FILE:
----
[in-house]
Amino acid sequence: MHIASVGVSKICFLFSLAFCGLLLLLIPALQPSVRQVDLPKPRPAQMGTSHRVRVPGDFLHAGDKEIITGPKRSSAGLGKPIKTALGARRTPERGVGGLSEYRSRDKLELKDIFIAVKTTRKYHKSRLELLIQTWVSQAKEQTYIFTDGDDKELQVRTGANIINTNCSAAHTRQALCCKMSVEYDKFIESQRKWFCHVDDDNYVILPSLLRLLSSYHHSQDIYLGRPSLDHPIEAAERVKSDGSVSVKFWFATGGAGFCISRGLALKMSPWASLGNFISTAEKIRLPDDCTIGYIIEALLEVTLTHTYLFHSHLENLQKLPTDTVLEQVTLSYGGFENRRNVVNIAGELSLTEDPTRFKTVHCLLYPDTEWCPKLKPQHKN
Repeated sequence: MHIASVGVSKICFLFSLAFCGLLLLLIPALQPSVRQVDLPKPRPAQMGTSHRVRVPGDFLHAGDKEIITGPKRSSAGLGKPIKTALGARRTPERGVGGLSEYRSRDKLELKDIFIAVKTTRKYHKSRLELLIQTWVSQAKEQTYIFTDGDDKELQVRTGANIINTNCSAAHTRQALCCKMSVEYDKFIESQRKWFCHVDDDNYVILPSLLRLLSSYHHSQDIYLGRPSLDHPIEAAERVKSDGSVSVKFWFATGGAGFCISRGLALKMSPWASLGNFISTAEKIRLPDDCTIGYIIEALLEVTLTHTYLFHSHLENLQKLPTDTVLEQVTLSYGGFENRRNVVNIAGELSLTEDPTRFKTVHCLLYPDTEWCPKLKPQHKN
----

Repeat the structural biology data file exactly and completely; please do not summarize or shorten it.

[in-house]
Amino acid sequence: MHIASVGVSKICFLFSLAFCGLLLLLIPALQPSVRQVDLPKPRPAQMGTSHRVRVPGDFLHAGDKEIITGPKRSSAGLGKPIKTALGARRTPERGVGGLSEYRSRDKLELKDIFIAVKTTRKYHKSRLELLIQTWVSQAKEQTYIFTDGDDKELQVRTGANIINTNCSAAHTRQALCCKMSVEYDKFIESQRKWFCHVDDDNYVILPSLLRLLSSYHHSQDIYLGRPSLDHPIEAAERVKSDGSVSVKFWFATGGAGFCISRGLALKMSPWASLGNFISTAEKIRLPDDCTIGYIIEALLEVTLTHTYLFHSHLENLQKLPTDTVLEQVTLSYGGFENRRNVVNIAGELSLTEDPTRFKTVHCLLYPDTEWCPKLKPQHKN
Repeated sequence: MHIASVGVSKICFLFSLAFCGLLLLLIPALQPSVRQVDLPKPRPAQMGTSHRVRVPGDFLHAGDKEIITGPKRSSAGLGKPIKTALGARRTPERGVGGLSEYRSRDKLELKDIFIAVKTTRKYHKSRLELLIQTWVSQAKEQTYIFTDGDDKELQVRTGANIINTNCSAAHTRQALCCKMSVEYDKFIESQRKWFCHVDDDNYVILPSLLRLLSSYHHSQDIYLGRPSLDHPIEAAERVKSDGSVSVKFWFATGGAGFCISRGLALKMSPWASLGNFISTAEKIRLPDDCTIGYIIEALLEVTLTHTYLFHSHLENLQKLPTDTVLEQVTLSYGGFENRRNVVNIAGELSLTEDPTRFKTVHCLLYPDTEWCPKLKPQHKN